Monday , January 27 2020


Penske finalises IndyCar, Indianapolis Motor Speedway purchase

Share this article on Facebook Twitter LinkedIn Email The Penske Corporation has completed its purchase of the Indianapolis Motor Speedway, IndyCar and IMS Productions. It was revealed last November that Penske - which competes in IndyCar and at the Indianapolis 500 with its own team - had agreed to buy the three businesses, and the deal has now been completed. Penske Corporation becomes just the fourth owner in IMS history, after Carl Fisher, who built the track in 1909, Eddie Rickenbacker, who purchased IMS in 1927, and Tony Hulman and Hulman & Company, which had owned and managed the Speedway from 1945 until now. IndyCar believes that Penske's investment will encourage new investor interest in the series and IMS, while plans are already afoot for different events to take place at the circuit and the possibility of Formula 1 returning has not been ruled out. IndyCar and Indianapolis Motor Speedway sold to PenskePenske plays down conflic..

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Palou IndyCar move was a “dream and a goal to fulfil” for two years

Share this article on Facebook Twitter LinkedIn Email New Dale Coyne Racing driver Alex Palou says securing an IndyCar seat was "a dream and a goal to fulfil" for two years. Palou impressed the outfit during a test at Mid-Ohio in July, but team owner Dale Coyne admitted earlier this month he was worried Honda would decide to keep the Spaniard in Super Formula, in which he finished third this year in his rookie season. But Palou was announced as Sebastien Bourdais' successor for 2020, as part of a deal including the Team Goh outfit Palou has raced for in Super GT's GT300 class this year. Speaking to Autosport about his deal, Palou said: "Everything comes obviously after the test, which was super good. "Everyone was super happy - the team, I, Honda and from there we went to work to see if there was a possibility of doing IndyCar in 2020. "At first it seemed that yes [there was], then no; we kept working but it seemed we were running ou..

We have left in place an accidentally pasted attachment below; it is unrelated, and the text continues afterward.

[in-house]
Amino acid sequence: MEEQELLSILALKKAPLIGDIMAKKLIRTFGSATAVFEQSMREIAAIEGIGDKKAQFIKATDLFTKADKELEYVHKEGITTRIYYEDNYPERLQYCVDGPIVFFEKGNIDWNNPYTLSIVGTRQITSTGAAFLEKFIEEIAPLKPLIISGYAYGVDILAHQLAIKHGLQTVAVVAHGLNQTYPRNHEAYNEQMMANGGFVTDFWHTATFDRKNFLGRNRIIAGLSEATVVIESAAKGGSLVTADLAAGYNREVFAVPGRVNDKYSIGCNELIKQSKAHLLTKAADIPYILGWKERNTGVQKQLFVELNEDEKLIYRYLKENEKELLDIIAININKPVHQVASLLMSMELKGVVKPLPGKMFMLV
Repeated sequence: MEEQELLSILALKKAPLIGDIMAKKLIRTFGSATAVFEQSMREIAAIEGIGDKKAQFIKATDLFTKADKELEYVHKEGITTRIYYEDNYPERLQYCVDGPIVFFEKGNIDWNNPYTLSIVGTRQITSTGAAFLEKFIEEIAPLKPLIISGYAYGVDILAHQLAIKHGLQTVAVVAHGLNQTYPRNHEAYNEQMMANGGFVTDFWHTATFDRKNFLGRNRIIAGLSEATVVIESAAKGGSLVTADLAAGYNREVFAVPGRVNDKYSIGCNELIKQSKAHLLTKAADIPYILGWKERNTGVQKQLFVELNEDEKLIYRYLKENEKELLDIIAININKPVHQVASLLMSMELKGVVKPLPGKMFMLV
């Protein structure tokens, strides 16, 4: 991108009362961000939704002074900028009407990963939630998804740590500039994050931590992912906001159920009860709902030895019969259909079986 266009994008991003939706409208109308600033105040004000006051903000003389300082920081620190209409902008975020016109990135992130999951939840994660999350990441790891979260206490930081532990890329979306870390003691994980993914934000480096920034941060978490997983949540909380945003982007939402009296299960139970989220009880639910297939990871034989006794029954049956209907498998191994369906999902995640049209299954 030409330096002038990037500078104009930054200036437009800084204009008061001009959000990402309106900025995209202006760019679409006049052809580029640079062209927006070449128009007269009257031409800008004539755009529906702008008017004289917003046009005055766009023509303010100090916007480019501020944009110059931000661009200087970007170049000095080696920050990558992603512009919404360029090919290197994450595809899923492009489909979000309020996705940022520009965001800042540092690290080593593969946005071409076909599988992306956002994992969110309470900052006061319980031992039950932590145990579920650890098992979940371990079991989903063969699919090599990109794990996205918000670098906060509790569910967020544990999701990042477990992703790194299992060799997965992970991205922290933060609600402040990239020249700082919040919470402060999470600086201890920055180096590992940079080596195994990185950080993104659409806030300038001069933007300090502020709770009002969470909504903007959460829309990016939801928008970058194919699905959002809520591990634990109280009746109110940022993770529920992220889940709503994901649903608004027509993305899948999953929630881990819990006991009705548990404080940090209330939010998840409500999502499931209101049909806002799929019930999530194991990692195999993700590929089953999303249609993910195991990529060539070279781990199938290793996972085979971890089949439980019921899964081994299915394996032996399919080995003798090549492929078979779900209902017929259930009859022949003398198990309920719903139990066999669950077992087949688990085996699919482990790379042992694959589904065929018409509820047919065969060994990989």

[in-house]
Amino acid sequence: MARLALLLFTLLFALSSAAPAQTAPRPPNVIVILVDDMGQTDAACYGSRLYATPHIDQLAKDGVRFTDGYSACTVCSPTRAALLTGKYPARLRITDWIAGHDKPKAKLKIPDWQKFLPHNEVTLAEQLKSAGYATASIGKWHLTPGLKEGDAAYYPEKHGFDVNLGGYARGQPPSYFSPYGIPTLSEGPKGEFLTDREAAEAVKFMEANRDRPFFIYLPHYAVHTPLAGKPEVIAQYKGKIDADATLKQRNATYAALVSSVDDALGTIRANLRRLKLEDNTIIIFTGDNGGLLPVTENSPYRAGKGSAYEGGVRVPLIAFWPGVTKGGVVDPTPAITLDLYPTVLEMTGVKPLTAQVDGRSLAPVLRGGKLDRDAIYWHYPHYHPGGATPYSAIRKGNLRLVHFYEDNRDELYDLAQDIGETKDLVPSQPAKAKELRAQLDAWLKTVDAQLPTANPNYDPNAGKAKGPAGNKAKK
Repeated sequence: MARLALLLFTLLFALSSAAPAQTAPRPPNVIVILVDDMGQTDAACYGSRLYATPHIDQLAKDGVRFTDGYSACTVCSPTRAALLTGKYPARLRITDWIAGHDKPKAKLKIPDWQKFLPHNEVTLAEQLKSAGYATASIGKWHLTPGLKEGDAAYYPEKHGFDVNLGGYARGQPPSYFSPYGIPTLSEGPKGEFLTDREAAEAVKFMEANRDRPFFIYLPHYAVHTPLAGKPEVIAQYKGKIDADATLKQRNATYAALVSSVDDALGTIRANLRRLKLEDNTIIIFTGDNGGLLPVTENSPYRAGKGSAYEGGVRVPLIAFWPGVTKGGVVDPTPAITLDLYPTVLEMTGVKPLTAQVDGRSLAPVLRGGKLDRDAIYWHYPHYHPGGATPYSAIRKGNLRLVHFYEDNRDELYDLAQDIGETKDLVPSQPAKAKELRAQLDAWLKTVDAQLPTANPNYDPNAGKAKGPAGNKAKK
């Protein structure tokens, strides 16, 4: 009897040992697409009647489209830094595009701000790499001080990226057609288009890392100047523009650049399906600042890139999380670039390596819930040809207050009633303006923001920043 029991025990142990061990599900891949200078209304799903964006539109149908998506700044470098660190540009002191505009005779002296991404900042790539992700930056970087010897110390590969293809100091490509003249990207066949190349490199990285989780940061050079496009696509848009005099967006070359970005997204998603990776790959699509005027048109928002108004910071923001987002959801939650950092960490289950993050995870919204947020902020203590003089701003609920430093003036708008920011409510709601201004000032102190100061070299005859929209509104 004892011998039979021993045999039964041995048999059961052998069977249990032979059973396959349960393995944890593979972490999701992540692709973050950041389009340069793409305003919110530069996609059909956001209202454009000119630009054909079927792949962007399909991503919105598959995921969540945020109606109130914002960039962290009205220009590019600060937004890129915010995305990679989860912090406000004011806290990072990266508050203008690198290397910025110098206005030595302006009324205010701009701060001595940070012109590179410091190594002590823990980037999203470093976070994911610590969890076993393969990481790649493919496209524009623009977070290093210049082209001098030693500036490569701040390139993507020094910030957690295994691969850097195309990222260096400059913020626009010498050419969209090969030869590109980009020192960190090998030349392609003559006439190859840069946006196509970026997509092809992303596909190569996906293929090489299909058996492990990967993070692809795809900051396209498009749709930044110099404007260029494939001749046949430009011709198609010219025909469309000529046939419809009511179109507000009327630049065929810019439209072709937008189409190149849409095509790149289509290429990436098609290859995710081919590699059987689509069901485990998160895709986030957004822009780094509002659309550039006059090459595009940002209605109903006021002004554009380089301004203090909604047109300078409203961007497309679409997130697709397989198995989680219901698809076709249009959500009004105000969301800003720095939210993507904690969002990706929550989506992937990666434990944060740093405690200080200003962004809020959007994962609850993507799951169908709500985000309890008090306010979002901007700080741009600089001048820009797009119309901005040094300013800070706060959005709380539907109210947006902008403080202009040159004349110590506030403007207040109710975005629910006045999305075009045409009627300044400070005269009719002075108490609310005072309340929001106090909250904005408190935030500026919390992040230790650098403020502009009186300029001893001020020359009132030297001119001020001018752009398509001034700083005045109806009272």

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Alex Palou to drive for Dale Coyne in IndyCar with Team Goh link-up

Share this article on Facebook Twitter LinkedIn Email Super Formula race winner Alex Palou will compete in the 2020 IndyCar Series, driving for Dale Coyne Racing in a link-up with Le Mans 24 Hours-winning squad Team Goh. As previously reported by Autosport, Palou was on a DCR shortlist that included ex-Schmidt Peterson Motorsports driver James Hinchcliffe, left without a seat at the new McLaren team opted for an all-new line-up, and Formula 2 driver Sergio Sette Camara. Palou will compete in the full IndyCar season after placing as the top rookie in Super Formula in third place, running with Nakajima Racing and scoring a victory and three pole positions in 2019 as he ran in title contention. "I'm very excited about coming to America to race Indy cars," said Palou. "I'm grateful for all that have helped me get to this point of my career and especially Dale Coyne and Mr Kazumichi Goh for giving me this opportunity." The Palou entry wil..

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Ex-Bourdais engineer Hampson joins McLaren Indy team

Share this article on Facebook Twitter LinkedIn Email After a long-term tie-up with Sebastien Bourdais at both Newman/Haas Racing and Dale Coyne Racing, Craig Hampson will join Arrow McLaren SP as race and R&D engineer for 2020. Hampson, who has fulfilled a similar role in the past at Andretti Autosport, has accumulated more than 30 wins, four Indy car (Champ Car) titles and played a significant role in two Indy 500 wins with Andretti. When it was confirmed Bourdais would leave Coyne for 2020, Hampson received several offers from rival teams, and has now joined the rebranded Arrow McLaren SP squad. Hampson joins the Arrow McLaren SP team which will run Indy Lights champion Oliver Askew and ex-Red Bull driver Patricio O'Ward full time in 2020. "I am very excited to be joining the highly capable group of talented team members that Arrow McLaren SP has already assembled," said Hampson of the move. "There are people there who I have worked w..

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Former Indycar driver and safety pioneer Bill Simpson dies aged 79

Share this article on Facebook Twitter LinkedIn Email Former Indycar driver and motorsport safety innovator Bill Simpson has died following a stroke. Between 1968 and 1977, Simpson made a total of 52 Indycar starts, with a best finish of sixth place at Milwaukee in 1970. His earlier drag racing exploits first triggered his interest in safety after a severe crash in 1958 left him with two broken arms. That led to his idea of a safety parachute to slow down the Top Fuel cars of the era - a system that was adopted by drag-racing legend 'Big Daddy' Don Garlits. After that development, Simpson worked on increasingly effective driver protection devices - helmets, firesuits, gloves and shoes - making big breakthrough with Nomex when working for NASA. In the 1967 Indianapolis 500, 30 of the 33 starters used Nomex firesuits. Simpson became famous for setting himself on fire to prove his products' effectiveness, but he was also a st..

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